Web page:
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PETA Seeks Vegan Diet as Parole Condition for 'Cannibal' Criminal
For Immediate Release:October 4, 2011
Contact:Kristin Richards 202-483-7382
Orange County, Calif. -- Today, PETA fired off a letter to the warden of Central
California Women's Facility in Chowchilla, where former model Omaima Aree Nelson—who was convicted in
1991 of killing her husband and cooking and eating parts of his body—is
incarcerated and appealing for parole. The group is requesting that the parole
board make a flesh-free, vegan diet a permanent requirement of Nelson's parole,
should it be granted. PETA—pointing out that a vegan diet will help ensure that
Nelson is no longer contributing to any needless violence and bloodlust—also
requests that Nelson be served a vegan diet for the remainder of her sentence,
however long that may be.
"Animals who are killed for their flesh experience pain
and fear just as humans do," says PETA President Ingrid E. Newkirk.
"If people are revolted by the idea of eating a human corpse, perhaps they
should also lose their appetites at the thought of eating anyone's skinned and sautéed body parts."
For more information, please
PETA's letter to Warden Lydia Hense follows.
October 4, 2011
Lydia Hense, WardenCentral California Women's
Dear Ms. Hense:
I'm writing on behalf of PETA's more than 2 million members
and supporters worldwide with a suggestion for ensuring that convicted killer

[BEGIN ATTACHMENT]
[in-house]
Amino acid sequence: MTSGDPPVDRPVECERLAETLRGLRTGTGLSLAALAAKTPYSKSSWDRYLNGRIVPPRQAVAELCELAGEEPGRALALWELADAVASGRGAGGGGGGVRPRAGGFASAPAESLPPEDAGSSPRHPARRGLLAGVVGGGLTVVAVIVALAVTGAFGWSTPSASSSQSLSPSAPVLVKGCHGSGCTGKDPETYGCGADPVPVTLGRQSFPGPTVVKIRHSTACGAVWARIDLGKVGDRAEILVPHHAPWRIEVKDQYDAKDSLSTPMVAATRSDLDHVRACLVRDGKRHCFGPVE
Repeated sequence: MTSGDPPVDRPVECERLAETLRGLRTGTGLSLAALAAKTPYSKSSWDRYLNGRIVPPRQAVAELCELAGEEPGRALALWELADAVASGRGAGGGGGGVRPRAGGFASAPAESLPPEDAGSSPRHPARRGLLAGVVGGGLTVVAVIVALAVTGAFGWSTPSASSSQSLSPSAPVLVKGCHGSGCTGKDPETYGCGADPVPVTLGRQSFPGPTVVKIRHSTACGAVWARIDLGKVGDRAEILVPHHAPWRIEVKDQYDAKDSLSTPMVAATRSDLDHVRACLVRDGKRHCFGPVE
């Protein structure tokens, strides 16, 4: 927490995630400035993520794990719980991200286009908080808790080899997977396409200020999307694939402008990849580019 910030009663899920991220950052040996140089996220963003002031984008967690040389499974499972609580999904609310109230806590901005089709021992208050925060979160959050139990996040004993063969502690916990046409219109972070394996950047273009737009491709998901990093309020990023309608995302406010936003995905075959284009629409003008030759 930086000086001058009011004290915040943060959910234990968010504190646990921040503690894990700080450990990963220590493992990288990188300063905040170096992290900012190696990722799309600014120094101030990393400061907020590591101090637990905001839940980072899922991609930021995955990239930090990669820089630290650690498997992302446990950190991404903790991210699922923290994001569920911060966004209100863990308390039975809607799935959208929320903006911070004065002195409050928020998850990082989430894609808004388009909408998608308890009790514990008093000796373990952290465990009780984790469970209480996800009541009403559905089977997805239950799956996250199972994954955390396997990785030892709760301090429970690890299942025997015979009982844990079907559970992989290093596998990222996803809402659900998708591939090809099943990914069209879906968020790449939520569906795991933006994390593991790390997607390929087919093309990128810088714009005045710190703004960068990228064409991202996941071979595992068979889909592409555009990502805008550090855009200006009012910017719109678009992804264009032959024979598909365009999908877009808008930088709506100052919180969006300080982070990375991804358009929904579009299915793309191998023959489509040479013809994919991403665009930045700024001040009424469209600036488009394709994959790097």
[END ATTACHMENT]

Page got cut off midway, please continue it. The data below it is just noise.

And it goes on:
and cannibal Omaima Aree Nelson doesn't chop up and eat any more victims if she
is released from prison: Require her to follow a nonviolent, bloodless, vegan
diet as a condition of her parole.
Animals on factory farms never get a chance at parole
because they always get the death
penalty. They spend their lives imprisoned in tiny cages, severely crowded
sheds, or filthy feed lots. Their deaths are especially heinous and gruesome:
They are shackled upside down, their throats are cut, and they are often
scalded or dismembered alive. The last thing that a convicted killer and
cannibal should be allowed to do is chew on these innocent victims' body parts.
Eating humane and healthy vegan food will undoubtedly help
Nelson lose her taste for blood. Prisons in Thailand, India, and the U.S. have
had success by using vegetarian meals as part of violence-reduction programs.
If Nelson isn't granted parole, I hope that you will consider serving her
exclusively vegan meals in prison. Doing so would also improve her health,
which would save taxpayers' money by decreasing her health-care costs.
Vegetarians have a lower risk of heart disease, obesity, cancer, and diabetes
than meat-eaters do. Vegetarian meals are also cost-efficient and easy to
I hope you will agree that going vegan is the best way for
Nelson to part with her violent past. To help, PETA would be happy to send her
our vegetarian/vegan starter kit, which is full of flesh-free recipes and
helpful tips for making the transition to a nonviolent diet. Thank you for your
time and consideration.
Special Projects Coordinator
Almost all of us grew up eating meat, wearing leather, and going to circuses and zoos. We never considered the impact of these actions on the animals involved. For whatever reason, you are now asking the question: Why should animals have rights? Read more.